Researchers inject malware code in a strand of DNA

With each passing day, hackers are using innovative ways to breach cyber security systems. One such inventive method of hacking a computer is via DNA.

Researchers at the University of Washington claims to have successfully injected a malware program into a DNA sample and use it to hack into a computer that analyzes the sequence of that DNA. In other words, so that when a gene sequencer analyzes it the resulting data becomes a program that corrupts gene-sequencing software and takes control of the underlying computer.

The team also explained its work in a more readable essay on its website that provides suggestions to tighten computer security and privacy protections in DNA synthesis, sequencing, and processing.

One of the big things we try to do in the computer security community is to avoid a situation where we say, ‘Oh shoot, adversaries are here and knocking on our door and we’re not prepared,’” co-author Tadayoshi Kohno, a professor at UW’s Paul G. Allen School of Computer Science and Engineering, said in a statement. “Instead, we’d rather say, ‘Hey, if you continue on your current trajectory, adversaries might show up in 10 years. So let’s start a conversation now about how to improve your security before it becomes an issue.’”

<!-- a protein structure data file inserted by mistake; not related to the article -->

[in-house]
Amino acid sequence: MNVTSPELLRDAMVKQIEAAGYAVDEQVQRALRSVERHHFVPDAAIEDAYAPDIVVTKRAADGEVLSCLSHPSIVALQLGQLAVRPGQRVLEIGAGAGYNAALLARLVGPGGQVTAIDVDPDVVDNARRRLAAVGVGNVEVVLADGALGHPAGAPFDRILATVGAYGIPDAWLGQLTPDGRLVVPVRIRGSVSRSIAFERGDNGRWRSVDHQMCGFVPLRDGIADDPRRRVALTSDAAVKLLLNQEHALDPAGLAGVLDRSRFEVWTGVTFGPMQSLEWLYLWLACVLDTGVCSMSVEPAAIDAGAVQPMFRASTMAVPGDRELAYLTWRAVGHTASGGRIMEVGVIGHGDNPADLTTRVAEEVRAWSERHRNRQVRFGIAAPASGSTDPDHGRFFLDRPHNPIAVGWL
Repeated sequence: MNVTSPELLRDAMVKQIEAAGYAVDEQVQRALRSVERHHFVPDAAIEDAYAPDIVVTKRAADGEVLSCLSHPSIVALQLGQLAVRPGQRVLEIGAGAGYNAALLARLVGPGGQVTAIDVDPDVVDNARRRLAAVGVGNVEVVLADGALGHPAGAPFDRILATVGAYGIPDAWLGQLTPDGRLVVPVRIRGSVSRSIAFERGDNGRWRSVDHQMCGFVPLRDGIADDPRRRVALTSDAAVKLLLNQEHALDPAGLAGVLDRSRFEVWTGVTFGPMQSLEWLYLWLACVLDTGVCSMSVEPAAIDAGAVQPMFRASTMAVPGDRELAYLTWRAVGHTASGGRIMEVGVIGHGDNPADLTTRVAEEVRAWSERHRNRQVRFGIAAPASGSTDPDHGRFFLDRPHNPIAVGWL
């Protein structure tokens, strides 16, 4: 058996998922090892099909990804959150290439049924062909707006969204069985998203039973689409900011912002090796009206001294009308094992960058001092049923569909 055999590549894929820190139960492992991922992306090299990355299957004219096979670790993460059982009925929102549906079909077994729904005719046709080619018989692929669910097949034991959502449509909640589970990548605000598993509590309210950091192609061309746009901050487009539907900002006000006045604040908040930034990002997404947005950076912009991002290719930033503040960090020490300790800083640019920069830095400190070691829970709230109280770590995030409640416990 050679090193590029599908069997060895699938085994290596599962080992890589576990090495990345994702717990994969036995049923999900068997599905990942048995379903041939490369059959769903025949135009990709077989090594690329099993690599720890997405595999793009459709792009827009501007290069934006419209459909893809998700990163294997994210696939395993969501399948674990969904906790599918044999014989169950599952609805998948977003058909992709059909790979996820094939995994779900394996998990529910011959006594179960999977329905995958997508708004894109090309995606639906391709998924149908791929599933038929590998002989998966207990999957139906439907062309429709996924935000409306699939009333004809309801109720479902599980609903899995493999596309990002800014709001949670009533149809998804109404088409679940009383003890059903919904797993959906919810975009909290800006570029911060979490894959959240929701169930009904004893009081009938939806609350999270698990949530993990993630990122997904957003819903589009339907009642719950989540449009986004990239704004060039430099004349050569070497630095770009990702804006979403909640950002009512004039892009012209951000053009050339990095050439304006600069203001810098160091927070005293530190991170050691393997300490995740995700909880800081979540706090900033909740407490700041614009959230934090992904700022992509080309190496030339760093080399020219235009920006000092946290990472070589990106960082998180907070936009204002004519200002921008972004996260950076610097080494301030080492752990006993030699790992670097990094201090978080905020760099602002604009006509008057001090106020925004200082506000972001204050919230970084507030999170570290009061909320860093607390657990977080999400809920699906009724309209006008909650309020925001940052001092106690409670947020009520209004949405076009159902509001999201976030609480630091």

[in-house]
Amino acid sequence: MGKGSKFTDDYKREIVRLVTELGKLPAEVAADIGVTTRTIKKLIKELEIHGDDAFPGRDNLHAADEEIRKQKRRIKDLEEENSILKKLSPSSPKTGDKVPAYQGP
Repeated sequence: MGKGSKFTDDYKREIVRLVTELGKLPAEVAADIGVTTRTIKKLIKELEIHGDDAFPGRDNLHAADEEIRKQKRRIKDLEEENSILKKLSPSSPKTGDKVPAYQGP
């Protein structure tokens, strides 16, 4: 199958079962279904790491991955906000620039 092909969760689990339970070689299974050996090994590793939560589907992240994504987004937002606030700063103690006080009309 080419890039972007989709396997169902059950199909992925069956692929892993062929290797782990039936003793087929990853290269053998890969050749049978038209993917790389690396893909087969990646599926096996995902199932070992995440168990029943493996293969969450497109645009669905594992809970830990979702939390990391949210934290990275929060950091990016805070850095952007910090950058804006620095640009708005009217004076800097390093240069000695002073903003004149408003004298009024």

The researchers through trial and error successfully proved that it is possible to infect a computer with a malware that was coded into a strand of DNA and which when inserted into the gene-sequencing process, could allow an attacker to gain control of that system.

To assess whether this is theoretically possible, we included a known security vulnerability in a DNA processing program,” they wrote. “We then designed and created a synthetic DNA strand that contained malicious computer code encoded in the bases of the DNA strand. When this physical strand was sequenced and processed by the vulnerable program it gave remote control of the computer doing the processing. That is, we were able to remotely exploit and gain full control over a computer using adversarial synthetic DNA.”

Should we be worried with this finding at this point of time? Well, not really. “We don’t want to alarm people or make patients worry about genetic testing, which can yield incredibly valuable information,” said author and Allen School Associate Professor Luis Ceze. “We do want to give people a heads up that as these molecular and electronic worlds get closer together, there are potential interactions that we haven’t really had to contemplate before.”

However, the finding is been considered as a significant breakthrough in the growing overlap between the digital and the biological world. As sequencing becomes cheaper and more popular, there are chances of more DNA-encoded cyberthreats.

The researchers asserted that, “It is time to improve the state of DNA security. We encourage the DNA sequencing community to proactively address computer security risks before any adversaries manifest.”

The researchers plan to discuss their findings at the USENIX Security Symposium in Vancouver during a presentation on August 17.